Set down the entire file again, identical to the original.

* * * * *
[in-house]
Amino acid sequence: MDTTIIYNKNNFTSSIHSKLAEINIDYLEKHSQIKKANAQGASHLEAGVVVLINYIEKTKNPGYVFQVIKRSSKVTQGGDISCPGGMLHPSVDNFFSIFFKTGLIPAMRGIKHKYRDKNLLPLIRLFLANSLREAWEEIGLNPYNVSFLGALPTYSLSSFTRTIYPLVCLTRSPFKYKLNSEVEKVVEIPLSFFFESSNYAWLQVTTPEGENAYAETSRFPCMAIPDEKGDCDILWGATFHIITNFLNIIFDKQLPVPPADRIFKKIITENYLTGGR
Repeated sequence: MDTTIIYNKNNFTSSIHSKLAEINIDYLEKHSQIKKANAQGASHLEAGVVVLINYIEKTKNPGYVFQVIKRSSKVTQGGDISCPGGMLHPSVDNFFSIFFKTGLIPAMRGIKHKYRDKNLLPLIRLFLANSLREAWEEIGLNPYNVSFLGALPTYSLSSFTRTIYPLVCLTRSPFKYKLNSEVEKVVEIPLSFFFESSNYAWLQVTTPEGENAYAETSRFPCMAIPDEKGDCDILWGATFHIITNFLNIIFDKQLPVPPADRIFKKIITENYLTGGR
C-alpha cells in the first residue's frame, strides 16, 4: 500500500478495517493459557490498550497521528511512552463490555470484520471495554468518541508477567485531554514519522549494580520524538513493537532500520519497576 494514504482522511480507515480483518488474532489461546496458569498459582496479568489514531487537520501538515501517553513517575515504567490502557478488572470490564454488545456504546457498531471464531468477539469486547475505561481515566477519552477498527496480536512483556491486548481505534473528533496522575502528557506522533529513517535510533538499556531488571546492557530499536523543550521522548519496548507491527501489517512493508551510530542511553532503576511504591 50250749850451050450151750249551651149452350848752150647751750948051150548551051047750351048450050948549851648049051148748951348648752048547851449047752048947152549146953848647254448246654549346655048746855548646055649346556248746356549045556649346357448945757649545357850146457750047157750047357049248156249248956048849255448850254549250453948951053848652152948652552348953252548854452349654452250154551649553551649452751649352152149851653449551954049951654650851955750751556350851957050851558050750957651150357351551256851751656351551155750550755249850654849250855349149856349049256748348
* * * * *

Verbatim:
[in-house]
Amino acid sequence: MDTTIIYNKNNFTSSIHSKLAEINIDYLEKHSQIKKANAQGASHLEAGVVVLINYIEKTKNPGYVFQVIKRSSKVTQGGDISCPGGMLHPSVDNFFSIFFKTGLIPAMRGIKHKYRDKNLLPLIRLFLANSLREAWEEIGLNPYNVSFLGALPTYSLSSFTRTIYPLVCLTRSPFKYKLNSEVEKVVEIPLSFFFESSNYAWLQVTTPEGENAYAETSRFPCMAIPDEKGDCDILWGATFHIITNFLNIIFDKQLPVPPADRIFKKIITENYLTGGR
Repeated sequence: MDTTIIYNKNNFTSSIHSKLAEINIDYLEKHSQIKKANAQGASHLEAGVVVLINYIEKTKNPGYVFQVIKRSSKVTQGGDISCPGGMLHPSVDNFFSIFFKTGLIPAMRGIKHKYRDKNLLPLIRLFLANSLREAWEEIGLNPYNVSFLGALPTYSLSSFTRTIYPLVCLTRSPFKYKLNSEVEKVVEIPLSFFFESSNYAWLQVTTPEGENAYAETSRFPCMAIPDEKGDCDILWGATFHIITNFLNIIFDKQLPVPPADRIFKKIITENYLTGGR
C-alpha cells in the first residue's frame, strides 16, 4: 500500500478495517493459557490498550497521528511512552463490555470484520471495554468518541508477567485531554514519522549494580520524538513493537532500520519497576 494514504482522511480507515480483518488474532489461546496458569498459582496479568489514531487537520501538515501517553513517575515504567490502557478488572470490564454488545456504546457498531471464531468477539469486547475505561481515566477519552477498527496480536512483556491486548481505534473528533496522575502528557506522533529513517535510533538499556531488571546492557530499536523543550521522548519496548507491527501489517512493508551510530542511553532503576511504591 50250749850451050450151750249551651149452350848752150647751750948051150548551051047750351048450050948549851648049051148748951348648752048547851449047752048947152549146953848647254448246654549346655048746855548646055649346556248746356549045556649346357448945757649545357850146457750047157750047357049248156249248956048849255448850254549250453948951053848652152948652552348953252548854452349654452250154551649553551649452751649352152149851653449551954049951654650851955750751556350851957050851558050750957651150357351551256851751656351551155750550755249850654849250855349149856349049256748348